Vernacular

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Hamlet’s nunnery soliloquy in “Americanese,” by critic and satirist A.E. Wilson:

To quit or not to quit; that’s what I’m up against
Ought I to stick the darn thing out
And let old man Fortune make a monkey of me
Or take a crack against this brand of bellyaches
And swipe the lot of them? To pass out; to sleep
No more; and by a sleep to say we end
The katzenjammer and all the other things that give us the willies.
I’ll tell the world it would be better. To pass out; to hit the hay;
To hit the hay; perhaps to dream: Gee! that would be tough;
For while we’re sleeping in the boneyard what dreams may come when we have handed in our cheques,
That makes you think: There’s the respect
That makes your life just one long tough break
For who would stand for a kick in the pants or a sock in the jaw
The panning of some ritzy guy
The pain in the neck when some frail has given you the icy mitt
When he might stage a fade out with a bare rib tickler …

From Gordon Snell, The Book of Theatre Quotes, 1982. I’m not sure when Wilson wrote it — to judge from some of the expressions, I think it might be from the 1930s.

08/26/2015 Reader Ed Kitson sent some similar pieces: an Australian ancestor from 1917, travesties from 1810 and 1849, and an 1822 ditty. The mother of all parodies is still the Skinhead Hamlet, mentioned here in 2012 and still stupendously NSFW.

“The Technical Version”

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‘Twas the nocturnal segment of the diurnal period preceding the annual Yuletide celebration, and throughout our place of residence, kinetic activity was not in evidence among possessors of this potential, including that species of domestic rodent knows as Mus musculus.

Hosiery was meticulously suspended from the forward edge of the wood-burning caloric apparatus, pursuant to our anticipatory pleasure regarding an imminent visitation from an eccentric philanthropist among whose folkloric appellations is the honorific title of St. Nicholas.

The prepubescent siblings, comfortably ensconced in their respective accommodations of repose, were experiencing subconscious visual hallucinations of variegated fruit confections moving rhythmically through their cerebrums.

My conjugal partner and I, attired in our nocturnal head coverings, were about to take slumbrous advantage of the hibernal darkness when upon the avenaceous exterior portion of the grounds there ascended such a cacophony of dissonance that I felt compelled to arise with alacrity from my place of repose for the purpose of ascertaining the precise source thereof.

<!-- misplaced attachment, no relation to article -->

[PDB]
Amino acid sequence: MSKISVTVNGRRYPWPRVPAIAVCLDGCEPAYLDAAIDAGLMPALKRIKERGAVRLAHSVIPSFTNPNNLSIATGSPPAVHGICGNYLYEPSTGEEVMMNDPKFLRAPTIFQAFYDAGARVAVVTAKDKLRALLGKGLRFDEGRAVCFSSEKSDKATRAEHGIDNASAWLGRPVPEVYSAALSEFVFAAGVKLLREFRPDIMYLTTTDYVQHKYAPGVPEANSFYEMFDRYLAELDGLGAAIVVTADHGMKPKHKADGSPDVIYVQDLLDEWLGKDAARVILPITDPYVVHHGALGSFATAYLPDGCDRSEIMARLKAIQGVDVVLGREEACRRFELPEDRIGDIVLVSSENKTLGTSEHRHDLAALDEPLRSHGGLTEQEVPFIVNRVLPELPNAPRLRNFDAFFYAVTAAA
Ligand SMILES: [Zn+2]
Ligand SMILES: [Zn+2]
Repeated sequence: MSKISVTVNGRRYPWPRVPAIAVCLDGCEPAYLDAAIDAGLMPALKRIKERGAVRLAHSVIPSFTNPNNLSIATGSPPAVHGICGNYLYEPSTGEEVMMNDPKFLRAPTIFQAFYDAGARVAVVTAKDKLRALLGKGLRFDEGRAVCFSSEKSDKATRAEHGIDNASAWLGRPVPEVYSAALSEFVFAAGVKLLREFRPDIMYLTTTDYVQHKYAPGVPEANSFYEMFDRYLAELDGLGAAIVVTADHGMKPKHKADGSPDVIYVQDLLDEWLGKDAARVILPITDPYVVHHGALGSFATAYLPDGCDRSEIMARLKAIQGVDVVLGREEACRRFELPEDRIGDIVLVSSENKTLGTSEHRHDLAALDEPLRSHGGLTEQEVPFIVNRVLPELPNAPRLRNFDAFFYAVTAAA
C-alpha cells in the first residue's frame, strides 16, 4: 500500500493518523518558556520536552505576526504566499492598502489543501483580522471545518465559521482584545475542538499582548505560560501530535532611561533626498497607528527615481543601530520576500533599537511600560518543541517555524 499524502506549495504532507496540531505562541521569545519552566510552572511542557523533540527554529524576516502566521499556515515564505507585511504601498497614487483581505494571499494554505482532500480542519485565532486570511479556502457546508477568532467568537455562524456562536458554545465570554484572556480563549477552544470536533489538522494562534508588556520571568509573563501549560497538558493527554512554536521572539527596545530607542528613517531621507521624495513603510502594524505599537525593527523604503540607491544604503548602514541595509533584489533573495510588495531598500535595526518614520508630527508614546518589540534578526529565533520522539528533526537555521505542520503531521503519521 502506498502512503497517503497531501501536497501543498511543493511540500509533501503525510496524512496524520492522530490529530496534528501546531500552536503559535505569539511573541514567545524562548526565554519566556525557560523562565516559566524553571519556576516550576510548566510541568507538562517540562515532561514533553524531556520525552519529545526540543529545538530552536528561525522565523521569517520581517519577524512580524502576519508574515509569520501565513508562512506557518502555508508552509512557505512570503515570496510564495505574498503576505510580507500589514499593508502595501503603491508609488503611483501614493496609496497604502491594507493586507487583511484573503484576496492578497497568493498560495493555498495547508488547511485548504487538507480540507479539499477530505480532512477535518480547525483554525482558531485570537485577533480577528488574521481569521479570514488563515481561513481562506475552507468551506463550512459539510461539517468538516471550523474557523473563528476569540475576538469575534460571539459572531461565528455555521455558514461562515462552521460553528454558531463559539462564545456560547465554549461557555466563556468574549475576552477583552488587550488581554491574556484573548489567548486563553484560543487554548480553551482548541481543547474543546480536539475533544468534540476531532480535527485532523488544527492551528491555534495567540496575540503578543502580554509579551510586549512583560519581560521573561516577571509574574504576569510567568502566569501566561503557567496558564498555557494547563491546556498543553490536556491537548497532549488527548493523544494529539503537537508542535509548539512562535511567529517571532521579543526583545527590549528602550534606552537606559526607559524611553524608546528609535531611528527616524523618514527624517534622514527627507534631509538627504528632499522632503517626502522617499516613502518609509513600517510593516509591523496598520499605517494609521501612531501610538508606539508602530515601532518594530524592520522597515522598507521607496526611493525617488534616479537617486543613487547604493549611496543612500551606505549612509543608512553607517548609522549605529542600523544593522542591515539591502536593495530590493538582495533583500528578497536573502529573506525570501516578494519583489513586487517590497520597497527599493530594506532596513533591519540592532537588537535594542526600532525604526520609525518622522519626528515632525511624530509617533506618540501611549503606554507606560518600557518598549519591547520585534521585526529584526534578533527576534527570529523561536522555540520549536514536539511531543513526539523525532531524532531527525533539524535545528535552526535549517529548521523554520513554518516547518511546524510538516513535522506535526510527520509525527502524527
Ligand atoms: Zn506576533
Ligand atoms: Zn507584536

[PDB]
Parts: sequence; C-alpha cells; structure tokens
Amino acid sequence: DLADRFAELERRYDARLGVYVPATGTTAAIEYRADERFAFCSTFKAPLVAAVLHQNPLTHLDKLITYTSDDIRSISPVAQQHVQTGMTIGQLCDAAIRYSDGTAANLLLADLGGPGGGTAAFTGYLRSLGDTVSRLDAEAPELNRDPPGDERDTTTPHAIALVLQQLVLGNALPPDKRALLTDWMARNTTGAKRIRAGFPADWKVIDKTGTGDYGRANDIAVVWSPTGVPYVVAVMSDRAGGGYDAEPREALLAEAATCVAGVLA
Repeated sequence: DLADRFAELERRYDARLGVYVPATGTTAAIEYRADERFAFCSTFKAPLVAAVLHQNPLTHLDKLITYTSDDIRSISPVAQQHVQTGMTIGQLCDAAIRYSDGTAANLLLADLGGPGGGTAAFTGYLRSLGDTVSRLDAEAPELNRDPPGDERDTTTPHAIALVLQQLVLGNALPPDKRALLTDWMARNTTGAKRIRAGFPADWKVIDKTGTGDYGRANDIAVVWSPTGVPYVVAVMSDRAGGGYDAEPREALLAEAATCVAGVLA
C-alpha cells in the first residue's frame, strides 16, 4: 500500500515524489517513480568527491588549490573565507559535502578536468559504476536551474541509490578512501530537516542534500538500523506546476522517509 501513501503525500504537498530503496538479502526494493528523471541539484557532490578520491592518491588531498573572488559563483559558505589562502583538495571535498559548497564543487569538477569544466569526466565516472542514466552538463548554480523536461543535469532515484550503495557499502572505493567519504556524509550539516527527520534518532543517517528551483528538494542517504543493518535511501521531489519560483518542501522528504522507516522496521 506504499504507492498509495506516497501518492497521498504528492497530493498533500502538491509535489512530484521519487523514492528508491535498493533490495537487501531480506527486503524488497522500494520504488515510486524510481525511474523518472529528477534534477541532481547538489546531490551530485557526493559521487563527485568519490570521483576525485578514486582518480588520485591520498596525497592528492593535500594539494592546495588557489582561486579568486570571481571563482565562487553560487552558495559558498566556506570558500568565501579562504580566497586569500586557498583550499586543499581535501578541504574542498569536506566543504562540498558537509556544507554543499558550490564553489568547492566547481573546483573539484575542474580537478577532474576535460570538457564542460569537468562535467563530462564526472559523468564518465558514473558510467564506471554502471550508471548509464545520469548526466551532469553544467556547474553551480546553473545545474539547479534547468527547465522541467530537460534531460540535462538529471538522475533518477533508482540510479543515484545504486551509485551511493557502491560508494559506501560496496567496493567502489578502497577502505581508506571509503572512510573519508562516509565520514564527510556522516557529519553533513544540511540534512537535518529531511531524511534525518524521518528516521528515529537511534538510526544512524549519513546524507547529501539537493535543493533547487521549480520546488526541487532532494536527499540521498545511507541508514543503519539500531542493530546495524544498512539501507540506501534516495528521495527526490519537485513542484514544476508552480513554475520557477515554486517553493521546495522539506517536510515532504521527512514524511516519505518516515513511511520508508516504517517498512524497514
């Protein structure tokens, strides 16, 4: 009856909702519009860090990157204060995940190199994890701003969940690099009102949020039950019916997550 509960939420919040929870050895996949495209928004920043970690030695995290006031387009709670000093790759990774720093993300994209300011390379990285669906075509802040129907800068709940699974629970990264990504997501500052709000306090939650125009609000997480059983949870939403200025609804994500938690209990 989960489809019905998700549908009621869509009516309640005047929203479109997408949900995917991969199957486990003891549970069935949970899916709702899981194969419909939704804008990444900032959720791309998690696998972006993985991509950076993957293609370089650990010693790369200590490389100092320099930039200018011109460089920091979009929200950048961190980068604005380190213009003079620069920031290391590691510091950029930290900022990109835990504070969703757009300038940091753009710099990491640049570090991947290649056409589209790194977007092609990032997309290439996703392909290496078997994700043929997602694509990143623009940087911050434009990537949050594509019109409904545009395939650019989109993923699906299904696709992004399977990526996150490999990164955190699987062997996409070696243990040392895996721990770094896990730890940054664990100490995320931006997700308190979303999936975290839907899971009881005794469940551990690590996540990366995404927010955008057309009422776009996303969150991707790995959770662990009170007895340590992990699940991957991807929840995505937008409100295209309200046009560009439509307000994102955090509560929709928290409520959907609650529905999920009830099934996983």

Hastening to the casement, I forthwith opened the barriers sealing this fenestration, noting thereupon that the lunar brilliance without, reflected as it was on the surface of a recent crystalline precipitation, might be said to rival that of the solar meridian itself — thus permitting my incredulous optical sensory organs to behold a miniature airborne runnered conveyance drawn by eight diminutive specimens of the genus Rangifer, piloted by a minuscule aged chauffer so ebullient and nimble that it became instantly apparent to me that he was indeed our anticipated caller.

With his ungulate motive power travelling at what may possibly have been more vertiginous velocity than patriotic alar predators, he vociferated loudly, expelled breath musically through contracted labia, and addressed each of the octet by his or her respective cognomen — “Now Dasher, now Dancer …” et al. — guiding them to the uppermost exterior level of our abode, through which structure I could readily distinguish the concatenations of each of the 32 cloven pedal extremities.

As I retracted my cranium from its erstwhile location, and was performing a 180-degree pivot, our distinguished visitant achieved — with utmost celerity and via a downward leap — entry by way of the smoke passage.

He was clad entirely in animal pelts soiled by the ebony residue from the oxidations of carboniferous fuels which had accumulated on the walls thereof. His resemblance to a street vendor I attributed largely to the plethora of assorted playthings which he bore dorsally in a commodious cloth receptacle.

His orbs were scintillant with reflected luminosity, while his submaxillary dermal indentations gave every evidence of engaging amiability. The capillaries of his malar regions and nasal appurtenance were engorged with blood that suffused the subcutaneous layers, the former approximating the coloration of Albion’s floral emblem, the latter that of the Prunus avium, or sweet cherry.

His amusing sub- and supralabials resembled nothing so much as a common loop knot, and their ambient hirsute facial adornment appeared like small tabular and columnar crystals of frozen water. Clenched firmly between his incisors was a smoking piece whose gray fumes, forming a tenuous ellipse about his occiput, were suggestive of a decorative seasonal circlet of holly. His visage was wider than it was high, and when he waxed audibly mirthful, his corpulent abdominal region undulated in the manner of impectinated fruit syrup in a hemispherical container.

He was, in short, neither more nor less than an obese, jocund, superannuated gnome, the optical perception of whom rendered me visibly frolicsome despite every effort to refrain from so being.